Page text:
Though these systems use publicly available photos for scan comparisons, scanning an individual's face and making a match constitutes collection of biometric information in states that have biometric information privacy laws. In this scenario, consent is required and can present some practical challenges, particularly in situations where an individual purchases a ticket and consents to the use of biometrics but then transfers that ticket to another individual. Venues must be careful with how they obtain required consent in order to comply with these new laws. If venues do not obtain proper consent from fans in states that have biometric privacy statutes, they are at risk for fines or lawsuits.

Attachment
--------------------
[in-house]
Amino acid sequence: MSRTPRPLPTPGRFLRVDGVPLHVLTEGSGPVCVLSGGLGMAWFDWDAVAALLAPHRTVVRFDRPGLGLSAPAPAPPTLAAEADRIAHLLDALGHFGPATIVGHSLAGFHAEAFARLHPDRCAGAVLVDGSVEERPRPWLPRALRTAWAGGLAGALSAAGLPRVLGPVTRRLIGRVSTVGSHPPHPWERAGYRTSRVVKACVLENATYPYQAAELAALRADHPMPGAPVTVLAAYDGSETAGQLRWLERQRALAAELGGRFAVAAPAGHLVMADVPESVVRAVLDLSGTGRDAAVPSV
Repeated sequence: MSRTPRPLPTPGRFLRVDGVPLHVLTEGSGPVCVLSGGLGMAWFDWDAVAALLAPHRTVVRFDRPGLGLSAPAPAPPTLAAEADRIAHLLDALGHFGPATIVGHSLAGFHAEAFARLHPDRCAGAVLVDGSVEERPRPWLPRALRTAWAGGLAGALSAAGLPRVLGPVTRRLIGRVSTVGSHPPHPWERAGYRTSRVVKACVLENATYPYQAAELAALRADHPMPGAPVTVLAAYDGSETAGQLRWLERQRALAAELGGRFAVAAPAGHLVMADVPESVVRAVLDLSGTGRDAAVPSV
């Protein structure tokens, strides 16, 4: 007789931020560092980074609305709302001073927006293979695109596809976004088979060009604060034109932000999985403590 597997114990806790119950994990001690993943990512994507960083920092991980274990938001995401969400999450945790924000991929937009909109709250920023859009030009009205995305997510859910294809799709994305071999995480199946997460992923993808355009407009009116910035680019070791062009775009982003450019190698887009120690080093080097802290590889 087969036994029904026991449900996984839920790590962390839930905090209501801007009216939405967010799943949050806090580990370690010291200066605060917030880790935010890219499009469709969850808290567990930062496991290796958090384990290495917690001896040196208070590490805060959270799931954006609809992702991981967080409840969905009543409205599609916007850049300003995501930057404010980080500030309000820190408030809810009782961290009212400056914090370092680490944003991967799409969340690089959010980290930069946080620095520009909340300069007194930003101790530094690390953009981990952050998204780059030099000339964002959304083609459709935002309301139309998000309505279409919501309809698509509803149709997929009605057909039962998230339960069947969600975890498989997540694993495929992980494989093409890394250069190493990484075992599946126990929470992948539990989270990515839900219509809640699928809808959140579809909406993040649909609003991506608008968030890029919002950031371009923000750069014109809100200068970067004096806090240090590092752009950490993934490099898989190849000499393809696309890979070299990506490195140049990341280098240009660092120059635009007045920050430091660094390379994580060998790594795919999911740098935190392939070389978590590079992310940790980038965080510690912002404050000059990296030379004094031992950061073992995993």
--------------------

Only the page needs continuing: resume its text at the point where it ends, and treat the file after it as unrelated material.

Although there is not a federal biometric privacy statute, Illinois, Texas and Washington have adopted biometric privacy statutes which provide strict requirements for collecting, storing or retaining an individual's biometric data, including information related to facial recognition technology. Generally, a private entity wanting to use an individual's biometric data must obtain the individual's informed consent. If the individual is not provided the opportunity to consent to the use of their biometric information, the private entity is subject to civil or criminal penalties, enforced by the state’s attorney general. Further, in Illinois, individuals may bring a private cause of action against the entity for violation of the Illinois statute.